Supreme Court Ruling: Victory for Property Owners, Defeat for EPA How long would your bank account hold out if an agency of the federal government were fining you $75,000 per day? A couple of hours, maybe — or a few minutes? Not many homeowners could handle that kind of crushing financial blow. Even a Bill Gates, a Warren Buffett, or a George Soros might blanch at such astronomical fines. But that was the potential ...more »
Supreme Court Ruling: Victory for Property Owners, Defeat for EPA
How long would your bank account hold out if an agency of the federal government were fining you $75,000 per day? A couple of hours, maybe — or a few minutes? Not many homeowners could handle that kind of crushing financial blow. Even a Bill Gates, a Warren Buffett, or a George Soros might blanch at such astronomical fines.
But that was the potential cost facing Idaho couple Mike and Chantelle Sackett (left), who ran into the iron fist of the Environmental Protection Agency (EPA) when they began building their home in 2007 on a two-thirds acre parcel in a residential neighborhood of Priest Lake. Like their neighbors who had already built homes next door, the Sacketts got their permits from the county and began laying gravel and preparing the ground for building. That’s when the EPA came in and, without hearings or notice, declared that the property is “wetlands” and ordered the Sacketts to restore it to the EPA bureaucracy’s satisfaction.
The Sacketts, having good reasons to believe their property is not a wetlands, were determined to contest the EPA order. However, the EPA denied their request for a hearing. They sought judicial relief, but the U.S. Ninth Circuit Court of Appeals sided with the EPA, ruling that the Sacketts had no right to immediate judicial review of the matter. The Ninth Circuit held that the couple would first have to go through the EPA’s years-long wetlands permit process, which would end up costing the property owners many times the value of their land!
Represented by attorneys with the Pacific Legal Foundation, the Sacketts took their case to the Supreme Court of the United States. As The New American reported earlier, in January, the EPA bureaucrats faced an aggressive grilling from Supreme Court justices, who criticized the agency’s “high-handedness” and regulatory overreach.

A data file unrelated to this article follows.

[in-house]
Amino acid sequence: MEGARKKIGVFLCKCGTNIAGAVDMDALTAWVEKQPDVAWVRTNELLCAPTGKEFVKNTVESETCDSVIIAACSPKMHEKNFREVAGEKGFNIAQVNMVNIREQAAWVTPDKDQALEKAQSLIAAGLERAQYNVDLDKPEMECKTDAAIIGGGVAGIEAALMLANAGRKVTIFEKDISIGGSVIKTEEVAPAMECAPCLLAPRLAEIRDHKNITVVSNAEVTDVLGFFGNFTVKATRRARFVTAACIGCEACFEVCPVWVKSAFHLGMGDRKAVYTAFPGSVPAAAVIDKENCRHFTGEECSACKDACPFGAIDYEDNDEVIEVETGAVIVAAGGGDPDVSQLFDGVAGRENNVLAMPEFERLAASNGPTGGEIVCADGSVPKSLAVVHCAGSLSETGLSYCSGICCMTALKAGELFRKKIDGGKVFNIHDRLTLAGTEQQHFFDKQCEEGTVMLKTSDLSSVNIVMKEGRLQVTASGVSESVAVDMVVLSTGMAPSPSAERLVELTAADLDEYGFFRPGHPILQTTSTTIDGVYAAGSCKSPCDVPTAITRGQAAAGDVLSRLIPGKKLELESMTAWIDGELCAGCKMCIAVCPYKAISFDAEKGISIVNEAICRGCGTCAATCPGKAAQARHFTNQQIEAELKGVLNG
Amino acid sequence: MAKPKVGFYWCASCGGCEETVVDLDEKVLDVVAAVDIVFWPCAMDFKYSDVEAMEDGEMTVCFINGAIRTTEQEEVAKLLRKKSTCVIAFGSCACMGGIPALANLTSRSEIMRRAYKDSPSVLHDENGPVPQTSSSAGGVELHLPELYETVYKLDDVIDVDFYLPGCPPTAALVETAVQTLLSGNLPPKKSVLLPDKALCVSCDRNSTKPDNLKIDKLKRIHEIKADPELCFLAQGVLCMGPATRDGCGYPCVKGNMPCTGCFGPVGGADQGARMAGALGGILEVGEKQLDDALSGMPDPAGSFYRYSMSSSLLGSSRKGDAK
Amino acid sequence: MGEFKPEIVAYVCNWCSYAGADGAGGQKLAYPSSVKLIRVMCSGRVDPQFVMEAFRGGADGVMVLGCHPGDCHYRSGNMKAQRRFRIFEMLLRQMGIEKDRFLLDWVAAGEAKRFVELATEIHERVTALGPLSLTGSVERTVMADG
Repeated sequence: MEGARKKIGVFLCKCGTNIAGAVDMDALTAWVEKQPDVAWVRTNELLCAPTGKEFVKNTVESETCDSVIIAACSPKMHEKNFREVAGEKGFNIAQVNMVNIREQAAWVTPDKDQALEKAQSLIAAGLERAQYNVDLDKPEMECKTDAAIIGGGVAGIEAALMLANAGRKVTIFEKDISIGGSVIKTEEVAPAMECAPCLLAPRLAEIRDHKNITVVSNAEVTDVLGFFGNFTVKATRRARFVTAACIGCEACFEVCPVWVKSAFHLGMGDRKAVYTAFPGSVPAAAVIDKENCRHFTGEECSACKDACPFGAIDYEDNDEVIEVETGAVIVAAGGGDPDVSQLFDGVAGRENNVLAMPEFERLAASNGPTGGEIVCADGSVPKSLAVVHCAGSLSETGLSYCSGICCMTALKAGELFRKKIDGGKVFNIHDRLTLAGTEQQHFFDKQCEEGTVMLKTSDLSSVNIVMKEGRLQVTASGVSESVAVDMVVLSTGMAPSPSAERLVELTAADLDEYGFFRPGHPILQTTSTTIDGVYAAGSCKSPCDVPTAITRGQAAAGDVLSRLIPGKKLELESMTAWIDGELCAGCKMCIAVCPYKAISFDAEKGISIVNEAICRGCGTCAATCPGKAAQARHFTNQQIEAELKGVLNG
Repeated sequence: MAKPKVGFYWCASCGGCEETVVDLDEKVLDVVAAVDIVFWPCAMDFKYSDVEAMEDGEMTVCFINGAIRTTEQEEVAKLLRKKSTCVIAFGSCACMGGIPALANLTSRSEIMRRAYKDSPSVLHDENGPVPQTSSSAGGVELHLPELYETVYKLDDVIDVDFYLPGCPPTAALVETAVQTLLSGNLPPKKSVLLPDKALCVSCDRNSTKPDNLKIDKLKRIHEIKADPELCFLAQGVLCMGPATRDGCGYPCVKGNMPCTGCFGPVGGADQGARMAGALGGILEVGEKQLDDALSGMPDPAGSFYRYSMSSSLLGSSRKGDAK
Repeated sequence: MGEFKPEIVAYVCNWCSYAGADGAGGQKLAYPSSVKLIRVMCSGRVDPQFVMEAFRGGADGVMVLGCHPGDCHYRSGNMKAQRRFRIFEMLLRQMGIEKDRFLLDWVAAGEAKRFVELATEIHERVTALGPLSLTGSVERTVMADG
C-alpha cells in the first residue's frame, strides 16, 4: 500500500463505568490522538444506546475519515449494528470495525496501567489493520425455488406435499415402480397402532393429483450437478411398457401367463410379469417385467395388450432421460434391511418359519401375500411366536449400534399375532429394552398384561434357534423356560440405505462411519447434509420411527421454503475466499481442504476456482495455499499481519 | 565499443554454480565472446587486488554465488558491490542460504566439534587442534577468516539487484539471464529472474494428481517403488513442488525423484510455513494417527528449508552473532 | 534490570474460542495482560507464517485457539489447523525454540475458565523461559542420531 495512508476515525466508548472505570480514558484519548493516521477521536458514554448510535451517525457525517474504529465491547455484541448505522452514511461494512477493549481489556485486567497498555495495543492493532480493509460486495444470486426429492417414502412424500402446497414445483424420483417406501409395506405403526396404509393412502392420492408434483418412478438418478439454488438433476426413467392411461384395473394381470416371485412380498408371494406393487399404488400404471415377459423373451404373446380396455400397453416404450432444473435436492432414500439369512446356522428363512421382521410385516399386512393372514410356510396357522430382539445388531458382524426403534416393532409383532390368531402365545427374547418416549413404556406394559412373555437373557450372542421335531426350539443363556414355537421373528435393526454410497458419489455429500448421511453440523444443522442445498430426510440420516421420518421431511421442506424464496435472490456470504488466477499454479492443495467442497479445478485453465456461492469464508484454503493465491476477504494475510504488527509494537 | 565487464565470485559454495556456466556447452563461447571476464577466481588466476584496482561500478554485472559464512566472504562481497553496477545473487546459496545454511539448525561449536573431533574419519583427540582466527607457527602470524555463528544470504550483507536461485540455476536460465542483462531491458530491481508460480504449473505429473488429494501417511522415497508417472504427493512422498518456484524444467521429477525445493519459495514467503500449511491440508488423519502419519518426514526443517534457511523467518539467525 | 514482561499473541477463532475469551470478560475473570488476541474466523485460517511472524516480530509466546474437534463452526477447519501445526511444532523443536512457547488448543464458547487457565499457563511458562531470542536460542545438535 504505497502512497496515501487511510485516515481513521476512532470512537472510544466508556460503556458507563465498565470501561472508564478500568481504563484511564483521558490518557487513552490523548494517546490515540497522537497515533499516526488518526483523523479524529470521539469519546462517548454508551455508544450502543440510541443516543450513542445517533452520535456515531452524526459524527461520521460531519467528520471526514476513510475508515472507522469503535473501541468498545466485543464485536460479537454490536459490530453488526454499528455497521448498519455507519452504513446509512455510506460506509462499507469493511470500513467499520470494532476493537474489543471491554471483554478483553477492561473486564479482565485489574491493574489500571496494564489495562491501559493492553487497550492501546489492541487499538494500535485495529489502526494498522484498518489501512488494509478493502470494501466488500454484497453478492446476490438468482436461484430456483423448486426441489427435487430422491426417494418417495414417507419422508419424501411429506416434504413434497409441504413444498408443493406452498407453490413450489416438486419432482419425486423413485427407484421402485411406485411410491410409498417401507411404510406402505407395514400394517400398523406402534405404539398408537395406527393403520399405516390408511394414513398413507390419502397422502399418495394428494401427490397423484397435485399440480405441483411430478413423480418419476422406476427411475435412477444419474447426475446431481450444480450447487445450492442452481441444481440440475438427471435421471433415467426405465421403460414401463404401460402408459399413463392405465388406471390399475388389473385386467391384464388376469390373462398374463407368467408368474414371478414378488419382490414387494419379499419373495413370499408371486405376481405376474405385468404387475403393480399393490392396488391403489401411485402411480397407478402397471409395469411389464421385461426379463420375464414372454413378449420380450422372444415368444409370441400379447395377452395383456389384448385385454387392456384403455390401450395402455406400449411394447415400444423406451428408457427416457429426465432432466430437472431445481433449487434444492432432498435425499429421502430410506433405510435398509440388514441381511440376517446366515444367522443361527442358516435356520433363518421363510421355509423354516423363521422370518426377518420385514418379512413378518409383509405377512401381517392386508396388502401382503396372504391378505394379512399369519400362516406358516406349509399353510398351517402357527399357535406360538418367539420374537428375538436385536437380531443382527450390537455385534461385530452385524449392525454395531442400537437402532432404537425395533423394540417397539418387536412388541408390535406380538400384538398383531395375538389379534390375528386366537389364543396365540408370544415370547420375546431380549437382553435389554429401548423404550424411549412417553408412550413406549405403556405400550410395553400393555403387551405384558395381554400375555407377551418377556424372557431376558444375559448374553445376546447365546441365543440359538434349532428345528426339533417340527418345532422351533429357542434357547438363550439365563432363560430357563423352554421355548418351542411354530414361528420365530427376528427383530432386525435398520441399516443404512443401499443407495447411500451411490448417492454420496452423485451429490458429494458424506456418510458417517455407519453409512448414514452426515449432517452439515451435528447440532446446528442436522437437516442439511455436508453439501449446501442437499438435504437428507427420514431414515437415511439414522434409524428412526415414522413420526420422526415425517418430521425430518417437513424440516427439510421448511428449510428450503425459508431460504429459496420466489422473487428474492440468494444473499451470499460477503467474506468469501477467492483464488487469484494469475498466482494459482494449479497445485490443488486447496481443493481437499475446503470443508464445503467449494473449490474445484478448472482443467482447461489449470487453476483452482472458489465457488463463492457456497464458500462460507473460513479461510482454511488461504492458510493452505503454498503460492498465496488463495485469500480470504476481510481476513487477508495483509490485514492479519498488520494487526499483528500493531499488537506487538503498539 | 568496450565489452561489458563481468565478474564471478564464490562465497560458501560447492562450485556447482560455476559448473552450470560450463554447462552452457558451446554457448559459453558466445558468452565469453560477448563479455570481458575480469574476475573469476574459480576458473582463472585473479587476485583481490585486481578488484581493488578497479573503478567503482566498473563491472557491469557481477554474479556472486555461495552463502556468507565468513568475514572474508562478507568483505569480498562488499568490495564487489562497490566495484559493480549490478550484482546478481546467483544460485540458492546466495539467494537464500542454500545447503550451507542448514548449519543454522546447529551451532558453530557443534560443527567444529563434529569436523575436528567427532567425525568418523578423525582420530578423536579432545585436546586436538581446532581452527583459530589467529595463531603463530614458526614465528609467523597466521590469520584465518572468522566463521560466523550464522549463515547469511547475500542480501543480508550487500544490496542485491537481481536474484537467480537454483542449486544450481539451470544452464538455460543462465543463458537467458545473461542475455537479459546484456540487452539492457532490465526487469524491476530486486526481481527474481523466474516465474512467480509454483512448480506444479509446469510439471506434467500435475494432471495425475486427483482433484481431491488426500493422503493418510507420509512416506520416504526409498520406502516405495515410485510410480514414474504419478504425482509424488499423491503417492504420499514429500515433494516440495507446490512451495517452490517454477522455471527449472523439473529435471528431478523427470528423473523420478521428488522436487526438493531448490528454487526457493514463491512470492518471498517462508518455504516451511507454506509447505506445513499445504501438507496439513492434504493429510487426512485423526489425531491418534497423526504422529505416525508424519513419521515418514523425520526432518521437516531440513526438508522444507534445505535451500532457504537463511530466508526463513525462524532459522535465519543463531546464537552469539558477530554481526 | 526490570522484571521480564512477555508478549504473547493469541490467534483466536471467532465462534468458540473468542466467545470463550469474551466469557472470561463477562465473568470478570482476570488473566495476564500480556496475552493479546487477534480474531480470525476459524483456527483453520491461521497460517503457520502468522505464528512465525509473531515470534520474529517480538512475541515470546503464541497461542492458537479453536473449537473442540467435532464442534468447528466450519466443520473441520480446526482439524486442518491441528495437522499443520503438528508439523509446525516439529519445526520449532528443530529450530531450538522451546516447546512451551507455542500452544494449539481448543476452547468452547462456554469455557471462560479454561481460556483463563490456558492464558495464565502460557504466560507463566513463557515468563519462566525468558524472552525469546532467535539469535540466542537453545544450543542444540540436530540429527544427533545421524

On March 21, Justice Antonin Scalia delivered the Court’s unanimous opinion, which has been hailed as a historic victory for property owners and a stinging rebuke to federal regulators. The Court’s decision does not end the EPA “wetlands” nightmare for the Sacketts; it merely rules that the EPA goblin may not continue terrorizing them with threats of financial ruin while denying the Sacketts their “due process” right to challenge the agency’s compliance order in court.
The Sacketts had attempted to use provisions of the Administrative Procedures Act (APA) to challenge the EPA’s wetlands designation. They hired scientists who confirmed that their property in an already-developed neighborhood is not a wetland. But they could not get their day in court because the federal government claimed that the Clean Water Act exempted the EPA from the APA’s judicial review process.
Justice Scalia, writing for the Court, slapped down that argument, stating, “[T]here is no reason to think that the Clean Water Act was uniquely designed to enable the strong-arming of regulated parties into ‘voluntary compliance’ without the opportunity for judicial review.” In the closing paragraph of his 10-page opinion, Justice Scalia writes:
Finally, the Government notes that Congress passed the Clean Water Act in large part to respond to the inefficiency of then-existing remedies for water pollution. Compliance orders, as noted above, can obtain quick remediation through voluntary compliance. The Government warns that the EPA is less likely to use the orders if they are subject to judicial review. That may be true — but it will be true for all agency actions subjected to judicial review. The APA's presumption of judicial review is a repudiation of the principle that efficiency of regulation conquers all. And there is no reason to think that the Clean Water Act was uniquely designed to enable the strong-arming of regulated parties into "voluntary compliance" without the opportunity for judicial review — even judicial review of the question whether the regulated party is within the EPA's jurisdiction. Compliance orders will remain an effective means of securing prompt voluntary compliance in those many cases where there is no substantial basis to question their validity.